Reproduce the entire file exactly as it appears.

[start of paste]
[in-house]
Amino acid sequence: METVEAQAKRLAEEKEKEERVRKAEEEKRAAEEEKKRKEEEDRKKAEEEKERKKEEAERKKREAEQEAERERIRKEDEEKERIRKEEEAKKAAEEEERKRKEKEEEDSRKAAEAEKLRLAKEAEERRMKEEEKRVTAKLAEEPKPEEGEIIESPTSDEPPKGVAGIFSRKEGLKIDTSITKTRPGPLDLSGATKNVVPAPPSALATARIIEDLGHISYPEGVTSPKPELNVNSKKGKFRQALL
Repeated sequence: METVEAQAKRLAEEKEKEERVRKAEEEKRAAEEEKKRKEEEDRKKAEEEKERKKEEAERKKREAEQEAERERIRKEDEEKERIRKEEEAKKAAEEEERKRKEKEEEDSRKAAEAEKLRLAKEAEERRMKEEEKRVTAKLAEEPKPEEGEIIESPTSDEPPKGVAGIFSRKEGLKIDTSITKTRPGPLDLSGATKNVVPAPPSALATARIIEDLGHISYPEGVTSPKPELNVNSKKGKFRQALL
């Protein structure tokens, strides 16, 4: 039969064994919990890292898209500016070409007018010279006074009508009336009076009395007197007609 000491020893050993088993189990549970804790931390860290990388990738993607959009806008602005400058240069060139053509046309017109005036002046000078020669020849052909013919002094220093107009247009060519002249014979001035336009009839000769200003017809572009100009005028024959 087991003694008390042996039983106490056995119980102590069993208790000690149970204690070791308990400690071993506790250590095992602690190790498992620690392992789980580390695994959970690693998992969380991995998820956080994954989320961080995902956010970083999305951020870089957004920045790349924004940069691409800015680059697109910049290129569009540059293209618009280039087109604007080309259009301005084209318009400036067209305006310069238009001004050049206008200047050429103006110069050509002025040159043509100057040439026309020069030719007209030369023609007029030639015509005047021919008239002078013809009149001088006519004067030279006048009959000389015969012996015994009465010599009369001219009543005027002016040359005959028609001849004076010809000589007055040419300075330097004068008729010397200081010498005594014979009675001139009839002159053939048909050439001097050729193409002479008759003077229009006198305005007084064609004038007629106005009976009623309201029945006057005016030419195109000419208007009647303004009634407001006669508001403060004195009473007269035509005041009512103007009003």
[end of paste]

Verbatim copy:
[in-house]
Amino acid sequence: METVEAQAKRLAEEKEKEERVRKAEEEKRAAEEEKKRKEEEDRKKAEEEKERKKEEAERKKREAEQEAERERIRKEDEEKERIRKEEEAKKAAEEEERKRKEKEEEDSRKAAEAEKLRLAKEAEERRMKEEEKRVTAKLAEEPKPEEGEIIESPTSDEPPKGVAGIFSRKEGLKIDTSITKTRPGPLDLSGATKNVVPAPPSALATARIIEDLGHISYPEGVTSPKPELNVNSKKGKFRQALL
Repeated sequence: METVEAQAKRLAEEKEKEERVRKAEEEKRAAEEEKKRKEEEDRKKAEEEKERKKEEAERKKREAEQEAERERIRKEDEEKERIRKEEEAKKAAEEEERKRKEKEEEDSRKAAEAEKLRLAKEAEERRMKEEEKRVTAKLAEEPKPEEGEIIESPTSDEPPKGVAGIFSRKEGLKIDTSITKTRPGPLDLSGATKNVVPAPPSALATARIIEDLGHISYPEGVTSPKPELNVNSKKGKFRQALL
């Protein structure tokens, strides 16, 4: 039969064994919990890292898209500016070409007018010279006074009508009336009076009395007197007609 000491020893050993088993189990549970804790931390860290990388990738993607959009806008602005400058240069060139053509046309017109005036002046000078020669020849052909013919002094220093107009247009060519002249014979001035336009009839000769200003017809572009100009005028024959 087991003694008390042996039983106490056995119980102590069993208790000690149970204690070791308990400690071993506790250590095992602690190790498992620690392992789980580390695994959970690693998992969380991995998820956080994954989320961080995902956010970083999305951020870089957004920045790349924004940069691409800015680059697109910049290129569009540059293209618009280039087109604007080309259009301005084209318009400036067209305006310069238009001004050049206008200047050429103006110069050509002025040159043509100057040439026309020069030719007209030369023609007029030639015509005047021919008239002078013809009149001088006519004067030279006048009959000389015969012996015994009465010599009369001219009543005027002016040359005959028609001849004076010809000589007055040419300075330097004068008729010397200081010498005594014979009675001139009839002159053939048909050439001097050729193409002479008759003077229009006198305005007084064609004038007629106005009976009623309201029945006057005016030419195109000419208007009647303004009634407001006669508001403060004195009473007269035509005041009512103007009003």